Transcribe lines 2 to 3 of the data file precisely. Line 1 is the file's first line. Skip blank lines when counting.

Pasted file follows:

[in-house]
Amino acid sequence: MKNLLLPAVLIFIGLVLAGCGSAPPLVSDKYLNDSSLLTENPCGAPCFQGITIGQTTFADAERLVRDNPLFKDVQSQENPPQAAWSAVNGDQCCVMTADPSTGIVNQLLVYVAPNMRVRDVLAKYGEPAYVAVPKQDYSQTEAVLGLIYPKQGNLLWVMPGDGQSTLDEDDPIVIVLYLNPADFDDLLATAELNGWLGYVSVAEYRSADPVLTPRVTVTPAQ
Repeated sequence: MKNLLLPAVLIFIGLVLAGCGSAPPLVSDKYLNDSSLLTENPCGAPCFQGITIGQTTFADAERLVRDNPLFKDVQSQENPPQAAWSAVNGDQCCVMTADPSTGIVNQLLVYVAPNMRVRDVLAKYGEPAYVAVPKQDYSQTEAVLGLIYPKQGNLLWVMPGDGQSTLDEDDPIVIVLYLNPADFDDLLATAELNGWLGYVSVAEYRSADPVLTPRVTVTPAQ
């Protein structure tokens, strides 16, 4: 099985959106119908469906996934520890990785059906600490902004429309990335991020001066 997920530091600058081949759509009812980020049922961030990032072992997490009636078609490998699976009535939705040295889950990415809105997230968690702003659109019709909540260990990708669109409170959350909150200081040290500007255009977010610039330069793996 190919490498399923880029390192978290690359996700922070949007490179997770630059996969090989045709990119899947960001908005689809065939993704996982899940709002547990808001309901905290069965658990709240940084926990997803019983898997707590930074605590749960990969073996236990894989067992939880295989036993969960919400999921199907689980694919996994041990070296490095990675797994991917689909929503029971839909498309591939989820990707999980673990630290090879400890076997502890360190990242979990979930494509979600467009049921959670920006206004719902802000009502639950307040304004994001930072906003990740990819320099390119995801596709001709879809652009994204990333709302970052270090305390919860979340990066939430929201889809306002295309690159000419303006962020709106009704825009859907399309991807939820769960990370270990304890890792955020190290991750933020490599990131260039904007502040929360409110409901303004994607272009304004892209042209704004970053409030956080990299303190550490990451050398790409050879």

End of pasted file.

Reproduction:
Amino acid sequence: MKNLLLPAVLIFIGLVLAGCGSAPPLVSDKYLNDSSLLTENPCGAPCFQGITIGQTTFADAERLVRDNPLFKDVQSQENPPQAAWSAVNGDQCCVMTADPSTGIVNQLLVYVAPNMRVRDVLAKYGEPAYVAVPKQDYSQTEAVLGLIYPKQGNLLWVMPGDGQSTLDEDDPIVIVLYLNPADFDDLLATAELNGWLGYVSVAEYRSADPVLTPRVTVTPAQ
Repeated sequence: MKNLLLPAVLIFIGLVLAGCGSAPPLVSDKYLNDSSLLTENPCGAPCFQGITIGQTTFADAERLVRDNPLFKDVQSQENPPQAAWSAVNGDQCCVMTADPSTGIVNQLLVYVAPNMRVRDVLAKYGEPAYVAVPKQDYSQTEAVLGLIYPKQGNLLWVMPGDGQSTLDEDDPIVIVLYLNPADFDDLLATAELNGWLGYVSVAEYRSADPVLTPRVTVTPAQ